Schools are failing to deliver the potential improvements in learning despite the unprecedented funding for information and communications technology that has been pumped in since 1997. Ofsted, the schools watchdog, reviewed the impact of ICT in schools during the last five years and found that although e-learning was adopted almost universally the emphasis was on the ‘e’ and few schools successfully applied the technology to the whole process of learning. Inspectors found that many in education continue to see a sharp distinction between ICT as a set of skills and knowledge on the one hand and as a tool for learning on the other.The inspectors found a gap between the best and worst ICT provision and there is concern that the gap is increasing. In the most outstanding examples, ICT is starting to have a pervasive impact on the way teachers teach and children learn. But the quality, diversity and extent of pupils’ ICT experiences vary widely between schools. The quality of use of ICT in any one subject varies enormously from school to school, and the typical picture in a secondary school is for a handful of departments to be working well with ICT. It is not always the same handful. In schools that are furthest forward, ICT is starting to have beneficial effects in teaching and learning in all subjects.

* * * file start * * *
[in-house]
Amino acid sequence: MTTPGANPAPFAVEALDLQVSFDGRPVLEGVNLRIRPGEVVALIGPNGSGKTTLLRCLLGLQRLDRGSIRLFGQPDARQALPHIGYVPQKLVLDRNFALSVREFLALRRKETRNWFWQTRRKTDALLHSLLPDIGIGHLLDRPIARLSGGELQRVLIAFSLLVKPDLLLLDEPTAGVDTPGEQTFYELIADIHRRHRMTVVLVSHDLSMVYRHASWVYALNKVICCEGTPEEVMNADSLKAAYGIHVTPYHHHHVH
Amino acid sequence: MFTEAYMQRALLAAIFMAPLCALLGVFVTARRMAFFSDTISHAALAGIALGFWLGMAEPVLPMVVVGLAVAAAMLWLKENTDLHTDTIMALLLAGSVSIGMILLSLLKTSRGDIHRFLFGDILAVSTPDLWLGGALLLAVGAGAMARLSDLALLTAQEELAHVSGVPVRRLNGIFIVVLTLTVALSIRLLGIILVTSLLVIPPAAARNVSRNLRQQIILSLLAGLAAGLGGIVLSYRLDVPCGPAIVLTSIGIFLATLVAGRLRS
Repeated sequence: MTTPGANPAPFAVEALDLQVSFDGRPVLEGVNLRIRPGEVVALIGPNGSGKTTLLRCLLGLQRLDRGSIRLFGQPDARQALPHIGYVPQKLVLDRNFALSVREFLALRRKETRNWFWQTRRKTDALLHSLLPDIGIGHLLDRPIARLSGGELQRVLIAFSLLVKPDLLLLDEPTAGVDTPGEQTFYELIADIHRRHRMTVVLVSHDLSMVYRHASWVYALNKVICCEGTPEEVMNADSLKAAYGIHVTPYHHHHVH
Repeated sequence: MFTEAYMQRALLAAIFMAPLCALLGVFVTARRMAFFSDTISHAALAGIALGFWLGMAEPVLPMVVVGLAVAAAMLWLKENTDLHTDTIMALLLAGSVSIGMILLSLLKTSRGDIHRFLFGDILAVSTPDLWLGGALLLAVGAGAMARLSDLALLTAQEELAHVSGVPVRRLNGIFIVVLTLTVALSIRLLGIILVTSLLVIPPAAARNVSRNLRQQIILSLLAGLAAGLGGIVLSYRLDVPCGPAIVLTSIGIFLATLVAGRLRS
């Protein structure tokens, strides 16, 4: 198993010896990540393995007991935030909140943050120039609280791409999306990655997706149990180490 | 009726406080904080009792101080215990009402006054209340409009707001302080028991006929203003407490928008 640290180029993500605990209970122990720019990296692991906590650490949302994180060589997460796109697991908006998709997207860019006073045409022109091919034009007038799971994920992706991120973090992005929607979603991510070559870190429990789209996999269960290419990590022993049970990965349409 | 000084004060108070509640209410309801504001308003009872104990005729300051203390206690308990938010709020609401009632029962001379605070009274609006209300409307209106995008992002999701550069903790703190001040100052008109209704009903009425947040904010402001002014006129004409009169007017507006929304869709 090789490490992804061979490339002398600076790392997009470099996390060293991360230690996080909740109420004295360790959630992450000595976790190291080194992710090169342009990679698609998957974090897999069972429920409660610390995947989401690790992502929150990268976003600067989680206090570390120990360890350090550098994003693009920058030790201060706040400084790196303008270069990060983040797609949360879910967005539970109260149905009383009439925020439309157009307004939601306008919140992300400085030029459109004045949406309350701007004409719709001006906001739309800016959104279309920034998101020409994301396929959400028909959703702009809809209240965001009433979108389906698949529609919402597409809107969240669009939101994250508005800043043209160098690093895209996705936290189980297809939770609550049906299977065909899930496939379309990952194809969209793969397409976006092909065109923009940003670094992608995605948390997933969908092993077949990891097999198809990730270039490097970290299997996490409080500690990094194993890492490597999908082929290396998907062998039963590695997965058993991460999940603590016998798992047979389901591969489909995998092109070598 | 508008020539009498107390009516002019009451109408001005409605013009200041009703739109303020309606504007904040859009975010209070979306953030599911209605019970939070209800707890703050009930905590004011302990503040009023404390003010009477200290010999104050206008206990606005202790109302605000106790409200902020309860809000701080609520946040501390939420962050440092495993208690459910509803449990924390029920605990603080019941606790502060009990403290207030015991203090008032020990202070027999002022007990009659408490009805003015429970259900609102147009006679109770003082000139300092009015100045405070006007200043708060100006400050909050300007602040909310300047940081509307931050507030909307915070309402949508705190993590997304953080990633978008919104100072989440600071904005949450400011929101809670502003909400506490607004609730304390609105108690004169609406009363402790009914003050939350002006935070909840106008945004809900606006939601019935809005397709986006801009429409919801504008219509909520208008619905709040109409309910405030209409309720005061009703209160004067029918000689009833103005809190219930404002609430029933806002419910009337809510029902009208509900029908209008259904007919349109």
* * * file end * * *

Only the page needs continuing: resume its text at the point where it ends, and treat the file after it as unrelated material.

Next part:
A major factor that has contributed to the current situation is that continuing professional development has proved problematic, and has often been a cause of severe disappointment for schools and individual teachers. Professional development in ICT was not tackled as an integral part of the school improvement process The need for competence with the technology drove the training rather than implications of the use of ICT for learning.
Ofsted recommends that the problems should be approached at different levels. The DfES should strengthen the focus on the contribution ICT can make on improving teaching and learning. Local Education Authorities should seek further ways of embedding the understanding and planning of ICT across aspects of support, aimed at improving standards. Schools should develop approaches to evaluating the impact of ICT at different levels so that staff are confident to assess its influence on teaching and learning;